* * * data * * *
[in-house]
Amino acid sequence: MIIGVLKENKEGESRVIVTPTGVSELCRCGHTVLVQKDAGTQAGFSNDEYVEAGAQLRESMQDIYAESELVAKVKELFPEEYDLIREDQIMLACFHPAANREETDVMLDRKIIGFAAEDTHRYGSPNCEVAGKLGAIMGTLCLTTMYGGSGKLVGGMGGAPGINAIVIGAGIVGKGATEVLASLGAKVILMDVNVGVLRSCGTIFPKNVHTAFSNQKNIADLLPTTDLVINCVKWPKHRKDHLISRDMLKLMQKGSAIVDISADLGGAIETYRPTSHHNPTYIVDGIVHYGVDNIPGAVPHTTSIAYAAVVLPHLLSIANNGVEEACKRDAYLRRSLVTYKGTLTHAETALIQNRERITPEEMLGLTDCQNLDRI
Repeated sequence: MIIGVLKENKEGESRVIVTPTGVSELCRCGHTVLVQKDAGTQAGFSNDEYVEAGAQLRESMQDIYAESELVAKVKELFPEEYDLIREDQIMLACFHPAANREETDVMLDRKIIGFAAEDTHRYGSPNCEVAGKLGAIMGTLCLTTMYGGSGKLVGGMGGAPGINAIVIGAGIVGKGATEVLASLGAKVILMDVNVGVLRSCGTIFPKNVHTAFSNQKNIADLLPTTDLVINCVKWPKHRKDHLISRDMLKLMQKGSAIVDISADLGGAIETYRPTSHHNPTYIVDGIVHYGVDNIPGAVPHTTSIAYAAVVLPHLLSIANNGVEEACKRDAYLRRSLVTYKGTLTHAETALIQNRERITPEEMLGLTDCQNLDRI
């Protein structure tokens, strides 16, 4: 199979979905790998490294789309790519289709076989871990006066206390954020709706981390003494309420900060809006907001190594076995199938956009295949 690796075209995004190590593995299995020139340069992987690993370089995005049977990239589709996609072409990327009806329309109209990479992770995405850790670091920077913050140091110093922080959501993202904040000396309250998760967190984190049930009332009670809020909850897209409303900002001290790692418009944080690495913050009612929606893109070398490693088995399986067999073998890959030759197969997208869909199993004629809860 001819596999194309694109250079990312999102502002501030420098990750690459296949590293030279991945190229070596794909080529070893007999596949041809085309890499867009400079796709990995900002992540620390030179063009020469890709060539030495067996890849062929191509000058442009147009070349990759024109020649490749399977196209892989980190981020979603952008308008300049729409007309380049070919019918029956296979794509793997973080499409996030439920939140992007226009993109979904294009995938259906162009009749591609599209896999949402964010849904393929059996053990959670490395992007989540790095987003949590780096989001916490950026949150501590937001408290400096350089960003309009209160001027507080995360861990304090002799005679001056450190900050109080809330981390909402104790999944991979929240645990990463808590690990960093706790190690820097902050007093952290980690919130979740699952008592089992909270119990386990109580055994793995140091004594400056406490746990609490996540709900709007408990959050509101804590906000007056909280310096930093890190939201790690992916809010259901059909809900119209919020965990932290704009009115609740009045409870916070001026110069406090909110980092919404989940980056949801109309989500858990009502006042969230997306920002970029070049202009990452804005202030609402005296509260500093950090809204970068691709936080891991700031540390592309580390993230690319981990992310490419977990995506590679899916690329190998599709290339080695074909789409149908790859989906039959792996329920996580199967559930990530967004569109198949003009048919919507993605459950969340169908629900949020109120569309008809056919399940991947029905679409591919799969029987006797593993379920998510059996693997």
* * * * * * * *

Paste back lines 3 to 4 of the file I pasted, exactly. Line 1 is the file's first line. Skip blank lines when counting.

Repeated sequence: MIIGVLKENKEGESRVIVTPTGVSELCRCGHTVLVQKDAGTQAGFSNDEYVEAGAQLRESMQDIYAESELVAKVKELFPEEYDLIREDQIMLACFHPAANREETDVMLDRKIIGFAAEDTHRYGSPNCEVAGKLGAIMGTLCLTTMYGGSGKLVGGMGGAPGINAIVIGAGIVGKGATEVLASLGAKVILMDVNVGVLRSCGTIFPKNVHTAFSNQKNIADLLPTTDLVINCVKWPKHRKDHLISRDMLKLMQKGSAIVDISADLGGAIETYRPTSHHNPTYIVDGIVHYGVDNIPGAVPHTTSIAYAAVVLPHLLSIANNGVEEACKRDAYLRRSLVTYKGTLTHAETALIQNRERITPEEMLGLTDCQNLDRI
């Protein structure tokens, strides 16, 4: 199979979905790998490294789309790519289709076989871990006066206390954020709706981390003494309420900060809006907001190594076995199938956009295949 690796075209995004190590593995299995020139340069992987690993370089995005049977990239589709996609072409990327009806329309109209990479992770995405850790670091920077913050140091110093922080959501993202904040000396309250998760967190984190049930009332009670809020909850897209409303900002001290790692418009944080690495913050009612929606893109070398490693088995399986067999073998890959030759197969997208869909199993004629809860 001819596999194309694109250079990312999102502002501030420098990750690459296949590293030279991945190229070596794909080529070893007999596949041809085309890499867009400079796709990995900002992540620390030179063009020469890709060539030495067996890849062929191509000058442009147009070349990759024109020649490749399977196209892989980190981020979603952008308008300049729409007309380049070919019918029956296979794509793997973080499409996030439920939140992007226009993109979904294009995938259906162009009749591609599209896999949402964010849904393929059996053990959670490395992007989540790095987003949590780096989001916490950026949150501590937001408290400096350089960003309009209160001027507080995360861990304090002799005679001056450190900050109080809330981390909402104790999944991979929240645990990463808590690990960093706790190690820097902050007093952290980690919130979740699952008592089992909270119990386990109580055994793995140091004594400056406490746990609490996540709900709007408990959050509101804590906000007056909280310096930093890190939201790690992916809010259901059909809900119209919020965990932290704009009115609740009045409870916070001026110069406090909110980092919404989940980056949801109309989500858990009502006042969230997306920002970029070049202009990452804005202030609402005296509260500093950090809204970068691709936080891991700031540390592309580390993230690319981990992310490419977990995506590679899916690329190998599709290339080695074909789409149908790859989906039959792996329920996580199967559930990530967004569109198949003009048919919507993605459950969340169908629900949020109120569309008809056919399940991947029905679409591919799969029987006797593993379920998510059996693997």